blade tips very close to the surface. So the rear engines could not
help much in a STO. An STL (I don't know if the current tiltrotor the
V-22 Osprey even does this) would be impossible as the bouncing around
and any yaw or roll caused by any variation in ground surface would be
very dangerous with the rear props so close to the surface.

Have the rear rotors pivot upwards.

Quote:
The aircraft would have to be longer than a quad-forward-facing
tiltrotor. Since there is more distance between the front and rear
props, the tail would have to be set further back to keep it out of
the way of the props.

No, because the rotors would be further apart if you had a front pull, rear
push configuration. You put the rear rotors rearmost on the engine nacelles.

Quote:

Yes there are lots of practical disadvantages, no doubt many I haven't
listed. But I bet a quad pusher puller tiltrotor would cook in
airplane mode

No idea. I haven't seen anything beyond some promotional advertising of the
4 tilt rotor concept.

Quote:
It would be interesting to see the effects of transitioning from
airplane to vertiplane mode. I wonder if all four engines could
transition at the same time or whether it would be better to rotate
the front two by themselves before starting the rear to rotate.

I suspect you'd need to transition all simultaneously, or close to it. You
would have one end at the extreme opposite of the other...

Quote:
I
would guess all four engines would have to rotate at the same time as
otherwise there would be an imbalance of the vertical lift.

Yup, unless that "imbalance" was used for forward motion or tilting the
airframe.

The Raven



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The Raven
Guest





PostPosted: Wed Jul 02, 2003 6:52 am    Post subject: Re: Why not a Quad Tiltrotor Pusher-Puller? Reply with quote

"Blair Maynard" <Blair (AT) Maynard (DOT) com> wrote

Quote:
On Wed, 2 Jul 2003 09:16:51 +1000, "The Raven" <wsmc (AT) flashmail (DOT) com
wrote:

"Blair Maynard" news:t5b3gvs8lqci6ag6mefeufrnb0q93rph93 (AT) 4ax (DOT) com...
I haven't looked much into the future design of the quad tiltrotor, if
anybody else has, please post any info you can.

A variant of the Osprey has been proposed with two sets of rotors.
Consider
it a CH-46 Osprey.......

But a quadtiltrotor
seems to be a promising project. I presume the engines in front and
rear would be standard forward-facing props and I guess they would be
offset so that the rear props would be pulling "fresh" air (as opposed
to air which was already pulled by the front props).

My question is why not configure the rear engines as pusher engines?

Because you'd potentially be swinging the prop arc towards the loading
ramp.
Yes, a good design would minimise the possibility of resultant danger but
it
would be easier to avoid it in the first place by sticking with the same
method as the Osprey. Of course, you then simplify design and support by
utilising interchangeable assemblies etc rather than having "pusher" and
"puller" variants of the engine/pivot/prop assemblies.

Did the German Arrow aircraft not show that this was an effective
combination?

Not really, it wasn't a tilt rotor and didn't have to contend with a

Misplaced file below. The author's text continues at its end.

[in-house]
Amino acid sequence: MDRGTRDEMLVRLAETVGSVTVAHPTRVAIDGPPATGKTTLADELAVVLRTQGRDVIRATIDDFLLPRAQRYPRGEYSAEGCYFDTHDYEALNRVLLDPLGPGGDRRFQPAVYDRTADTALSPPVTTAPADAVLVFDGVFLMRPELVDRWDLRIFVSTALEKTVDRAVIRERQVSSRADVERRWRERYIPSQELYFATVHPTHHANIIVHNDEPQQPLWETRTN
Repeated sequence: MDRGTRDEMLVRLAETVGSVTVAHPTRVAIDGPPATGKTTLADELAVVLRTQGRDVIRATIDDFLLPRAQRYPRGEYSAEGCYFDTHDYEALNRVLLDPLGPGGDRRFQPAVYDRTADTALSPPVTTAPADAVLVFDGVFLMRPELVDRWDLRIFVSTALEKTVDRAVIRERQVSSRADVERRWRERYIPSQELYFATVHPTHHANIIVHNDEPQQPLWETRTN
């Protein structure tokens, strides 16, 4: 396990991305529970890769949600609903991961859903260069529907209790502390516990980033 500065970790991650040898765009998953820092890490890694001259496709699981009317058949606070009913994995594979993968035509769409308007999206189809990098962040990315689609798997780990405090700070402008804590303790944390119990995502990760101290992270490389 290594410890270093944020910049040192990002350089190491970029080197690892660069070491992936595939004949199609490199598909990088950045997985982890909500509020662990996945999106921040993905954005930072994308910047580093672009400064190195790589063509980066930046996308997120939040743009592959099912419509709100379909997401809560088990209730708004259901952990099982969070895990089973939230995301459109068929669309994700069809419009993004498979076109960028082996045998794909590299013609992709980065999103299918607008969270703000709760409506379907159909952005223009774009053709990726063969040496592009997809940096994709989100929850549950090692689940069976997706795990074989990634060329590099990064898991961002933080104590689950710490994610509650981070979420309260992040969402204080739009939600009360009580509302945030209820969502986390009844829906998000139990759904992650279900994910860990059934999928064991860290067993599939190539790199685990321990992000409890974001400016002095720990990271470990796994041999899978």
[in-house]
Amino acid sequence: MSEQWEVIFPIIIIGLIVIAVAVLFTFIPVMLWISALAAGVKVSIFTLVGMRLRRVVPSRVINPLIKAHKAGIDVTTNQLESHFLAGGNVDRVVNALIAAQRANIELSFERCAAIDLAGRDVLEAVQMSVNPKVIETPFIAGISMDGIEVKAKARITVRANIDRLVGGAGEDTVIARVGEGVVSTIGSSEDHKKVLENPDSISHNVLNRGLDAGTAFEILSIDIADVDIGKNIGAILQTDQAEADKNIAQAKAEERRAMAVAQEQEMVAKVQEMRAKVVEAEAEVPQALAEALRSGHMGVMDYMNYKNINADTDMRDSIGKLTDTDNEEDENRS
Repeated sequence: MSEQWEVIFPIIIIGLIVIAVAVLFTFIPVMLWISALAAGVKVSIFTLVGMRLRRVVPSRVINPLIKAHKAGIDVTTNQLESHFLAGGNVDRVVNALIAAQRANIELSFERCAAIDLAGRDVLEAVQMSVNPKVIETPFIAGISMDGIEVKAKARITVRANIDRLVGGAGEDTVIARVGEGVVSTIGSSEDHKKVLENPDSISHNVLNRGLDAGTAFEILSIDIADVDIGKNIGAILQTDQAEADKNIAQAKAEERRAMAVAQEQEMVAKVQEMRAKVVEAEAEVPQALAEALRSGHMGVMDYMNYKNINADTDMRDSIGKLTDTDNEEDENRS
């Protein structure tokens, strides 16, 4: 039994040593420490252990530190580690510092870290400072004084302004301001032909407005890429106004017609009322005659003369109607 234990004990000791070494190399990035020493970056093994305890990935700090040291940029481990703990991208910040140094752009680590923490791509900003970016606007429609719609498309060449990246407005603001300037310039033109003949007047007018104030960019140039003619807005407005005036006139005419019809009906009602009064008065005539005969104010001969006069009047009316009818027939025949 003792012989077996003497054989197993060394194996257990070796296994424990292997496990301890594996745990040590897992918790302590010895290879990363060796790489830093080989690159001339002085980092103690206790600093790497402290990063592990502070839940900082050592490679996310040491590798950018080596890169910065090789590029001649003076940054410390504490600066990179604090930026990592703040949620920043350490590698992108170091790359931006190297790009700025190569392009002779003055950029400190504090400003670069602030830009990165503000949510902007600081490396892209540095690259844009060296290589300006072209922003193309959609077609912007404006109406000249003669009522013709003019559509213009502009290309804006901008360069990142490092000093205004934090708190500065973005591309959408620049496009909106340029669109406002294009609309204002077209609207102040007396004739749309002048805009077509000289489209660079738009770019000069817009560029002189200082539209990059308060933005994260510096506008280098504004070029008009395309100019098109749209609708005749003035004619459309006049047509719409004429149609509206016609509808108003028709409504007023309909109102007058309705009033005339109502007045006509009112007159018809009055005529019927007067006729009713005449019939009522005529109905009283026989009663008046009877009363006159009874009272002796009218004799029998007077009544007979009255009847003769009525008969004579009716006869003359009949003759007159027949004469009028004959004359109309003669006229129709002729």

loading
ramp at the rear.


Wouldn't that somewhat alleviate the need to offset the engines/props?
It would certainly space the props further apart.

Disadvantages:

I would guess the main obstacle would be the ground configuration of
the aircraft. Since the rear props would be pushers, they would have
to be pointing down for VTOL.

Why? You could have them pivot upwards.

I am assuming the rear pusher engines are mounted on the tips of a
second wing positioned behind the first, probably slightly heigher
than the first wing. Basically a biplane, but with the top wing set a
significant distance behind the bottom wing.

The rear engines are pushers, so if they rotated up they would be
pushing up. This might help the Quad Tiltrotor to arrive at the
ground, but not in one piece.

Oops, I realised my gaff regarding pusher props and rotating up after
posting it. I see no real benefit in using pushers, the engine is there so
why not stick on the front as a traditional "puller".

Quote:

Picture an Osprey with pusher props on it (I am not saying that is the
way it should be, it is just to help visualize it), instead of the
current puller ones. The engine would be pointing backwards and
pushing air behind it. Try imagining what would happen if you rotated
those engines upward. They would push the plane downwards.

Yup, agreed.

Quote:
Anyway, I will work on a drawing in a month. Thanks for everybody's
input.

You should see if you can hunt up pics of the Osprey four rotor concept.
Perhaps that will help.

Quote:

And yes the rear props would come close to the cargo ramp. That is one
of the disadvantages.

One wonders if jets could be used, thus eliminating the prop...........Of
course, you'd need a lot of thrust to lift it.

Quote:
But I am sure there are a few disadvantages in the current design
which, i believe, would put rear puller engines partially in the wake
of the front puller engines. They must lose a lot of power if much of
the air that is running thru them has just been pulled by the front
engines.

Stick a normal rotor on the back of an tilt rotor? Give you a hybrid setup.
Hmmmm, sounds more like a Rotodyne every minute.

The Raven